Instagram's real appeal is the closed nature of its product—the fact that it's walled off by default, with no open browsing of user photos by just anyone, and before its Android release, built a brand off of being iPhone only, private, and that thing that a select few used to take photos on their phone and then, for fear that no one would see it, pushed it over to Twitter, Facebook, Tumblr, Flickr, or anywhere else that people actually hang out. Aside from design and marketing, there's little that makes the app special to this writer. (Your view may differ, and if so, that's cool. You should use Instagram!)

The problem is that Twitter does not preserve your privacy when you Tweet. Firstly, all your connections, who you follow and what you like or retweet is used as a way of profiling you. Secondly, all information about you can be subpoenad very easily. Twister is an alternative that does preserve your privacy and distributes info in a way that isn't centralized for one person/company to give away to others. JohnFastman • Dec 2016 • 1 agrees and 1 disagrees Disagree   Agree
Thanks to its distributed design and because no person owns it, it’s away from any kind of advertisement and corporate interference. After making an account, you retain the ownership of your personal data. It’s also better than Facebook for people who wish to hide their real identity as it allows pseudonyms. You can use hashtags, mentions, text formatting, etc.
The app supports 14 different filters, 15 photo borders, and operates a social stream much like Twitter where you can @-reply other users and follow # hashtags to see photos of specific places, topics, or events. You even get the missing-from-Instagram tilt-shift option for your shots, in rectangular, elliptical, circular, and parallel varieties. Finally, you can also edit your photos—crop them, rotate them, edit the contrast or color balance, whatever you choose. It's also available for both Android and IOS, and with the number of features it's packed with, it's surprising it's not more popular than Instagram.

Twitter has become a cultural icon since being introduced in 2006. Even President Donald Trump of the United States has gained notoriety for his use of Twitter. Users of the platform are able to send "tweets" which can be no longer than 280 characters. This is double the original limit of 140 characters. In some Asian languages, 140 characters remains the standard.
If you have never heard of this social network you may be getting a bit old, because most users of Musical.ly are aged between 13 and 18. Even though teenagers use it, the platform provides some interesting and amusing features that foster artistic expression and allow you to share your creative output with millions of people. Twitter users often share songs and videos posted on Musical.ly, so why not leave Twitter and start sharing your own creative content on this social media network.

Flickr has had its ups and downs in the last few years, but the photo hosting service is worth considering as a way to edit and share images when you're on the go. With the Flickr app, you can shoot, upload, and geo-tag your photos. It has an easy-to-use interface and acts as a simple tool for moving photos you shoot on your phone to the cloud. Additionally, the Flickr app lets you apply a few filters and a caption, and also lets you share with Facebook, Twitter, Tumblr, or email. It doesn't have as many editing bells and whistles as some of the other Instagram alternatives, but if you're looking for a simple photo-sharing app that offers basic photo enhancements, this is the app for you.

Users are allowed to self-censor by flagging (although flagging is discouraged), and they vote on the merits of a post through upvotes, much like you would “like” a Facebook post or upvote a Reddit submission. But the big thing that makes Steemit stand out is that you get paid for your posts in the form of Steem cryptocurrency, based on how many votes your posts get. And you also get paid based on your own curation of other people’s posts, and the upvotes that your comments on posts receive.
Facebook is the most popular social media site on planet Earth. It has over a billion registered users, most of which are active on almost a daily basis. Unfortunately, the official Facebook app is a data using, resource hogging, battery draining catastrophe of an app that a lot of people don’t want. It’s always good to have options so we’re going to take a look at the best Facebook apps for Android. If these aren’t doing it for you, we have a second list of Facebook alternatives here that’s a little bit more in-depth! There are new Facebook apps coming down the pipes as well, but we don’t think they’re quite ready for prime time yet. That includes apps like this one.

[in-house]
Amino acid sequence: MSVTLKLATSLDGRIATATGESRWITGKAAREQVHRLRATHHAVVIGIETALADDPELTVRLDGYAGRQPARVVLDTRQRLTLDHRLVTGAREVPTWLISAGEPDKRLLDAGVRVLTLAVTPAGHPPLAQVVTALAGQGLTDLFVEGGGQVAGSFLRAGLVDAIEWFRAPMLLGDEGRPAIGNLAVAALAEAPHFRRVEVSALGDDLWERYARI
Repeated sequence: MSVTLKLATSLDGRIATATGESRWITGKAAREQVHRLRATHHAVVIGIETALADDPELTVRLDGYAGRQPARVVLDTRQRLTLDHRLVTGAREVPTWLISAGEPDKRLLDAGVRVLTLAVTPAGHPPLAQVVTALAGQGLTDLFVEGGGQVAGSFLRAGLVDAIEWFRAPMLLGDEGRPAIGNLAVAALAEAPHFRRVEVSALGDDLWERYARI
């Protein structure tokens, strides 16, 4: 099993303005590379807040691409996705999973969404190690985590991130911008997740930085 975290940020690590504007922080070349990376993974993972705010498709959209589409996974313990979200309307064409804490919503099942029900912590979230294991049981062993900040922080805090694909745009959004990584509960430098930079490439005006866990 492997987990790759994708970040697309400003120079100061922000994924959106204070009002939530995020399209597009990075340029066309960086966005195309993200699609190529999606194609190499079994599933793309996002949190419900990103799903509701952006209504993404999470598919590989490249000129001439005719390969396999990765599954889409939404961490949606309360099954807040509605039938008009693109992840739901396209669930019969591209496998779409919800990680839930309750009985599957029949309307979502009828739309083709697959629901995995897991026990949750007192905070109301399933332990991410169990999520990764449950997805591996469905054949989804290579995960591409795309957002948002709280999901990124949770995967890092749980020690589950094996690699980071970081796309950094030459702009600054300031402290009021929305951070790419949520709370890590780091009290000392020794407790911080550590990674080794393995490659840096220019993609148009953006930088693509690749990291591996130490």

All social networks are a cancer on the body of the Internet. They may be convenient, they may provide some desired services but they also provide as many undesired problems (if not more). If they are controlled or moderated, then everybody is only allowed to say the same things and have the same opinion. If they are open then they become platforms for abuse, cyberbullying, ostracism, etc. If social networks disappeared overnight, the Internet would become a much more civilized space.
Twitter has become a cultural icon since being introduced in 2006. Even President Donald Trump of the United States has gained notoriety for his use of Twitter. Users of the platform are able to send "tweets" which can be no longer than 280 characters. This is double the original limit of 140 characters. In some Asian languages, 140 characters remains the standard.

MeWe hasn’t gotten quite the coverage it deserves, especially given that Tim Berners-Lee, one of the primary architects of the World Wide Web, sits on its board of advisors. Its interface is simple and intuitive, it covers all the Facebook basics, and it is dedicated to maintaining user privacy. It has advertising, but it is not targeted. They compensate for lower ad revenue by selling add-on services, like voice messaging and message encryption. It’s quite user-friendly, and you may be able to connect your Facebook and Twitter to it, though if this feature currently exists, it’s somewhat well-hidden.
Fire up the app, and when you tap to take a picture, you're shunted to your phone's default camera app to take your photo. Snap it, and you're returned to Flickr to edit it. Best of all, Flickr gives you ultimate control over the licensing of your photos. You can make them public or private, license them yourself via Getty, make them remix-friendly via Creative Commons, or keep them locked down, all rights reserved to you. And contrary to previous reports, Flickr is still a buzzing social network with thousands of users and thousands more photos.
For my money, at least, I'd much rather you focus on solving the other ten zillion things than go up against Slack. You'll have a hard time displacing Slack for us, and I'm confident nearly everyone we work with would say the same. Even if we liked CU's chat, we'd still have Slack open for the other 15 teams I chat with, so we'd end up going right back to it, methinks…